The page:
Tackle the most challenging projects first and keep the easy ones – or the ones you enjoy the most – as an end-of-day treat.

There’s science behind this, as a matter of fact.

Studies have shown that you're most productive when you start work and your productivity declines from there. Starting with the difficult tasks allows you to deploy most of your resources to the difficult tasks.

4. Pace yourself and take breaks

Yes, scheduling your workload and managing your time efficiently is important. However, what's even more important is pacing yourself to avoid burnout.

In other words: take breaks. Preferably, active breaks.

Make a conscious effort to drink water, eat on time, stretch regularly, go for a walk - these small practices can do wonders for your energy levels.

Try to perform these activities away from your workspace or else you might be tempted to work while you are supposed to rest which defeats the purpose.

5. Learn when to say "no" to a project

First of all, let's get this out of the way: we know that not everyone has the luxury to say "no" to a project. Especially if you're just starting out.

However, learning to say "no" to opportunities you do not have physical or menta capacity to handle is an integral part of learning how to stay efficient while producing high-quality work.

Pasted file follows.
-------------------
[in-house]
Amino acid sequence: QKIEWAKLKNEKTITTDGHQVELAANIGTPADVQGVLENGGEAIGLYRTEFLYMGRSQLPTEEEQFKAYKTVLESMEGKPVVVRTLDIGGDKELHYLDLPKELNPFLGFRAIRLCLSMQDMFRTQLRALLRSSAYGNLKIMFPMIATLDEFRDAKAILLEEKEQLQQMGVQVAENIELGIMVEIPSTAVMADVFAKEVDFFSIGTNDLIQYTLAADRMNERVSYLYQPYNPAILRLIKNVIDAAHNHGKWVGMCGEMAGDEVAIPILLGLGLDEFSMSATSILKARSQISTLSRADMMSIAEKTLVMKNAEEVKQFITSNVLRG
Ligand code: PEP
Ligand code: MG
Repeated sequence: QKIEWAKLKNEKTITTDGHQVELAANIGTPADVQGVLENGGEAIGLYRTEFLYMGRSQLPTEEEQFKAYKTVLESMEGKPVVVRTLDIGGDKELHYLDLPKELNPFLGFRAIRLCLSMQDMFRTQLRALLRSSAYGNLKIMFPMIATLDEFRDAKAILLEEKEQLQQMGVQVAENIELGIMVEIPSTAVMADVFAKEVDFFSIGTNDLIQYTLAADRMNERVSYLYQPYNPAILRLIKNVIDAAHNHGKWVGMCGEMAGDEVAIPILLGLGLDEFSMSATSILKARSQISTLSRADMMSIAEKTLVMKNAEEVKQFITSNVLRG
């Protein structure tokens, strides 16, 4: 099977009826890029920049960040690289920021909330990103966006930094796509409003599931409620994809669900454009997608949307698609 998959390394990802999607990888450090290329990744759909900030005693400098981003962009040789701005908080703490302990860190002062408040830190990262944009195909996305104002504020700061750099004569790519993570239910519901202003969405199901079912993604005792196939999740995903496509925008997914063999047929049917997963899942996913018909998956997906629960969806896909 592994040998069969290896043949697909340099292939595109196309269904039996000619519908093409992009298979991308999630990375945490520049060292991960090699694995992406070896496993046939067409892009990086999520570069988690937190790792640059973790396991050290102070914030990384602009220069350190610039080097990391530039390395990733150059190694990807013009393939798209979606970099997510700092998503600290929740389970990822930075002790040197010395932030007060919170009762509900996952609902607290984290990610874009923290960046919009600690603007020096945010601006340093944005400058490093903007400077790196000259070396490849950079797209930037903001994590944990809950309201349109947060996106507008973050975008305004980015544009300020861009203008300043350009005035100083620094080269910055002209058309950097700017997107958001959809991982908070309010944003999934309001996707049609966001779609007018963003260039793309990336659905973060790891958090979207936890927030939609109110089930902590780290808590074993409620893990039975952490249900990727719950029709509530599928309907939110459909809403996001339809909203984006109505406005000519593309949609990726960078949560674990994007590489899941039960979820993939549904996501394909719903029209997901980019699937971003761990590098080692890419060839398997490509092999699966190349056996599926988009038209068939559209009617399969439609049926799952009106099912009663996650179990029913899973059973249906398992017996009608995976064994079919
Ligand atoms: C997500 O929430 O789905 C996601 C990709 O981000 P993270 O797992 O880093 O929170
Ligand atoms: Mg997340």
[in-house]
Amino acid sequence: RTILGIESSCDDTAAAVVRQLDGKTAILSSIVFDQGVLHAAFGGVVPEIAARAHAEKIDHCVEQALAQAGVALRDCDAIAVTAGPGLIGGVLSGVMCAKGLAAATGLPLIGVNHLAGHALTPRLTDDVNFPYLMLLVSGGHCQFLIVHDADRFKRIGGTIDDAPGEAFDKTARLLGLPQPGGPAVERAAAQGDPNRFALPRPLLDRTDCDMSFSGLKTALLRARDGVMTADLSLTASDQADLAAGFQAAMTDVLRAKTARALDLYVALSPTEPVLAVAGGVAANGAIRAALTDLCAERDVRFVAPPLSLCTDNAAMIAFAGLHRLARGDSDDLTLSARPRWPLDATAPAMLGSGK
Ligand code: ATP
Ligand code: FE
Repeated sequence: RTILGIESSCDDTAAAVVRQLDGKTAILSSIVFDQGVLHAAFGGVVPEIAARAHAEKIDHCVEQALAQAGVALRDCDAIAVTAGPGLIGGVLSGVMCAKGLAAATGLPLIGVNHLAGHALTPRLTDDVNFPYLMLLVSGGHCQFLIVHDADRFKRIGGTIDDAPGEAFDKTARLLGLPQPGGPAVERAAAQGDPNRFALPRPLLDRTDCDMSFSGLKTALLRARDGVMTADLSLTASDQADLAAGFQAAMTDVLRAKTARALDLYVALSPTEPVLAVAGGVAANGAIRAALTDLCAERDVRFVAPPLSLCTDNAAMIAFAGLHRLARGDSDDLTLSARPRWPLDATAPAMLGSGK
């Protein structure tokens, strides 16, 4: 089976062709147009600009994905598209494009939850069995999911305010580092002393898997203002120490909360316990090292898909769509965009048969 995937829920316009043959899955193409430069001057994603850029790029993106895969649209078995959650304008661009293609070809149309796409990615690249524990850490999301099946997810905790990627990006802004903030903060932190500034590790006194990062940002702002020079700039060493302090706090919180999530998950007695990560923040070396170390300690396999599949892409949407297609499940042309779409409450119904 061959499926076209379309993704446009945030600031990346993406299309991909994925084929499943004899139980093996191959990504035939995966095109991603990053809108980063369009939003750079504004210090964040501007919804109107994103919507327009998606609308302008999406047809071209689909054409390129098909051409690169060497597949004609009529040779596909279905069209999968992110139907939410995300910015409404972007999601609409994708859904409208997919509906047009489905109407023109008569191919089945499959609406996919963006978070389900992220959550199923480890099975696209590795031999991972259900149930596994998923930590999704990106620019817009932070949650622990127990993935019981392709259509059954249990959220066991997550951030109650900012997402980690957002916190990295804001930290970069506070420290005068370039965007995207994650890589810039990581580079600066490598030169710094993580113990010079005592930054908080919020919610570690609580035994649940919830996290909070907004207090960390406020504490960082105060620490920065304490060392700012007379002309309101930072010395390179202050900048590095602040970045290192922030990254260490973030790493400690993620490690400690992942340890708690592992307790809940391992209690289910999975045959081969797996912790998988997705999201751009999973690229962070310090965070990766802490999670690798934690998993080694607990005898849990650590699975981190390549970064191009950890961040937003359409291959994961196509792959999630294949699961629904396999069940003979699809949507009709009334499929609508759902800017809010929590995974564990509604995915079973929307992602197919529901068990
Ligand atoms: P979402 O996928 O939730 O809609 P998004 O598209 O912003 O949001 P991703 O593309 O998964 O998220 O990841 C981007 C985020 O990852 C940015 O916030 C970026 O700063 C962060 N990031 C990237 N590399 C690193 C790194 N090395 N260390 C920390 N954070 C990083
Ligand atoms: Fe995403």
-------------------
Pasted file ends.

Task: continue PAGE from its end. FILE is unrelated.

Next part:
The easiest way to do this is to prioritize acquiring the projects you are passionate about.

That all sounds well and good, but how do you find such opportunities?

Well, for one, you can take a look at some of the best staffing companies, including goLance, we've compiled for you and see whether they have job openings for your ideal passion projects.

6. Be consistent

So, you've created an ordered task list and a schedule to follow. You’ve prioritized the most difficult work to avoid procrastination. You’ve worked the “me-time” into your schedule. No how do you keep the momentum going?

The simplest answer is: It takes practice and it takes patience.

A psychology study has shown that it takes us around 66 days to form a new habit. You are likely to feel the urge to deviate from your schedule or give up from the new routine entirely but remind yourself then and there that this is your mind’s natural tendency and that you can overcome it.

Once you do, keeping on track gets easier and the payoff is long-term.

7. Reflect on your progress and take pride in your work

When you’re too focused on ticking off the tasks, you lose sight of the progress you have made.

Much like making a conscious effort to keep yourself hydrated, nourished and rested, make a conscious effort to regularly reflect on your work and recognize the improvements in your productivity.

And, if you're content with the quality of the work that you've produced, don't shy away from rewarding yourself. Rewards help us reinforce desired behavior and turn it into a habit. At the end of the day, that’s the name of the productivity hacking game: Developing new, sustainable habits that transform work from a daunting bag of tasks into a rewarding daily experience.